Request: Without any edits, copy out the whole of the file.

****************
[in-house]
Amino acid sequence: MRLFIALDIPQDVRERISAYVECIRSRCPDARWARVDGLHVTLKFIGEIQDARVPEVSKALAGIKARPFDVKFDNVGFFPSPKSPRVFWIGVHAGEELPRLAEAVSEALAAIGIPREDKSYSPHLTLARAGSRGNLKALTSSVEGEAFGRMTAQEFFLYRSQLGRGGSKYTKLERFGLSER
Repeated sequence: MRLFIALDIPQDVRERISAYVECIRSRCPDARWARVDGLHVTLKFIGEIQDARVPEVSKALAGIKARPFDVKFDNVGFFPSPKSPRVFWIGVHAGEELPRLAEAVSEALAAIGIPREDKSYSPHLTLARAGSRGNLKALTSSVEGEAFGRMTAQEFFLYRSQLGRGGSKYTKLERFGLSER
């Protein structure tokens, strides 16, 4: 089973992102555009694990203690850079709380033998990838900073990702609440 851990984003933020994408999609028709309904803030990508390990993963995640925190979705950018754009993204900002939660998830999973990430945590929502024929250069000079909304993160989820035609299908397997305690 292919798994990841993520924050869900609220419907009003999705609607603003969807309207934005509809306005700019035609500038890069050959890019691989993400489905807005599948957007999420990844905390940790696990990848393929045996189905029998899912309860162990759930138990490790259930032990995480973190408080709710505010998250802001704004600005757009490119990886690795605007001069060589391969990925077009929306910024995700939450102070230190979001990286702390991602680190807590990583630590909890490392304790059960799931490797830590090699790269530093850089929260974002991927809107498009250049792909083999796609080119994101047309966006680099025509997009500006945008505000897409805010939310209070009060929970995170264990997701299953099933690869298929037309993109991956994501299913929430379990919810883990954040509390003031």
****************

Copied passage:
[in-house]
Amino acid sequence: MRLFIALDIPQDVRERISAYVECIRSRCPDARWARVDGLHVTLKFIGEIQDARVPEVSKALAGIKARPFDVKFDNVGFFPSPKSPRVFWIGVHAGEELPRLAEAVSEALAAIGIPREDKSYSPHLTLARAGSRGNLKALTSSVEGEAFGRMTAQEFFLYRSQLGRGGSKYTKLERFGLSER
Repeated sequence: MRLFIALDIPQDVRERISAYVECIRSRCPDARWARVDGLHVTLKFIGEIQDARVPEVSKALAGIKARPFDVKFDNVGFFPSPKSPRVFWIGVHAGEELPRLAEAVSEALAAIGIPREDKSYSPHLTLARAGSRGNLKALTSSVEGEAFGRMTAQEFFLYRSQLGRGGSKYTKLERFGLSER
């Protein structure tokens, strides 16, 4: 089973992102555009694990203690850079709380033998990838900073990702609440 851990984003933020994408999609028709309904803030990508390990993963995640925190979705950018754009993204900002939660998830999973990430945590929502024929250069000079909304993160989820035609299908397997305690 292919798994990841993520924050869900609220419907009003999705609607603003969807309207934005509809306005700019035609500038890069050959890019691989993400489905807005599948957007999420990844905390940790696990990848393929045996189905029998899912309860162990759930138990490790259930032990995480973190408080709710505010998250802001704004600005757009490119990886690795605007001069060589391969990925077009929306910024995700939450102070230190979001990286702390991602680190807590990583630590909890490392304790059960799931490797830590090699790269530093850089929260974002991927809107498009250049792909083999796609080119994101047309966006680099025509997009500006945008505000897409805010939310209070009060929970995170264990997701299953099933690869298929037309993109991956994501299913929430379990919810883990954040509390003031």